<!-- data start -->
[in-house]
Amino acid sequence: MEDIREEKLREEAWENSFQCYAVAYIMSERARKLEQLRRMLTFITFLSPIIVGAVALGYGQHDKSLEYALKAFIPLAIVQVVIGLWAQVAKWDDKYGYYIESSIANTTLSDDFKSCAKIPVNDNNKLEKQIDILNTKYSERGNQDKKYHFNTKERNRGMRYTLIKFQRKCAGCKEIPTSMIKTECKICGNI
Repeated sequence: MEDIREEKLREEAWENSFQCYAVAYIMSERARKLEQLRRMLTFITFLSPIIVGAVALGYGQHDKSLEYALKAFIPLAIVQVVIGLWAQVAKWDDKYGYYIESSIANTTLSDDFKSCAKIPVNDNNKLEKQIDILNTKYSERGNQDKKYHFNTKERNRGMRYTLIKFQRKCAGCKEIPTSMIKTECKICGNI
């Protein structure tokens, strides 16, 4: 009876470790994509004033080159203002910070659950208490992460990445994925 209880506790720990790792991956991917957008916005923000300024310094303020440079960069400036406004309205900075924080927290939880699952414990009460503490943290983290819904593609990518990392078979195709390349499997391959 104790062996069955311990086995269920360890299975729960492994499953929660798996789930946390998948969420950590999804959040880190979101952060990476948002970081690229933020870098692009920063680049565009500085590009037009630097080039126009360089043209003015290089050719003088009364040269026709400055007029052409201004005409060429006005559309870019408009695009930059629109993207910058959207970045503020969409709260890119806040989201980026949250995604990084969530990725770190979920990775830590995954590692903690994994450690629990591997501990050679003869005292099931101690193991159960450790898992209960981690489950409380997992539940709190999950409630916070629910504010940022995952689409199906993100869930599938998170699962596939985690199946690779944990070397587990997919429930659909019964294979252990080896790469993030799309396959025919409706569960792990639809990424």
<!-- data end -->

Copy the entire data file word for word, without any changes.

[in-house]
Amino acid sequence: MEDIREEKLREEAWENSFQCYAVAYIMSERARKLEQLRRMLTFITFLSPIIVGAVALGYGQHDKSLEYALKAFIPLAIVQVVIGLWAQVAKWDDKYGYYIESSIANTTLSDDFKSCAKIPVNDNNKLEKQIDILNTKYSERGNQDKKYHFNTKERNRGMRYTLIKFQRKCAGCKEIPTSMIKTECKICGNI
Repeated sequence: MEDIREEKLREEAWENSFQCYAVAYIMSERARKLEQLRRMLTFITFLSPIIVGAVALGYGQHDKSLEYALKAFIPLAIVQVVIGLWAQVAKWDDKYGYYIESSIANTTLSDDFKSCAKIPVNDNNKLEKQIDILNTKYSERGNQDKKYHFNTKERNRGMRYTLIKFQRKCAGCKEIPTSMIKTECKICGNI
């Protein structure tokens, strides 16, 4: 009876470790994509004033080159203002910070659950208490992460990445994925 209880506790720990790792991956991917957008916005923000300024310094303020440079960069400036406004309205900075924080927290939880699952414990009460503490943290983290819904593609990518990392078979195709390349499997391959 104790062996069955311990086995269920360890299975729960492994499953929660798996789930946390998948969420950590999804959040880190979101952060990476948002970081690229933020870098692009920063680049565009500085590009037009630097080039126009360089043209003015290089050719003088009364040269026709400055007029052409201004005409060429006005559309870019408009695009930059629109993207910058959207970045503020969409709260890119806040989201980026949250995604990084969530990725770190979920990775830590995954590692903690994994450690629990591997501990050679003869005292099931101690193991159960450790898992209960981690489950409380997992539940709190999950409630916070629910504010940022995952689409199906993100869930599938998170699962596939985690199946690779944990070397587990997919429930659909019964294979252990080896790469993030799309396959025919409706569960792990639809990424």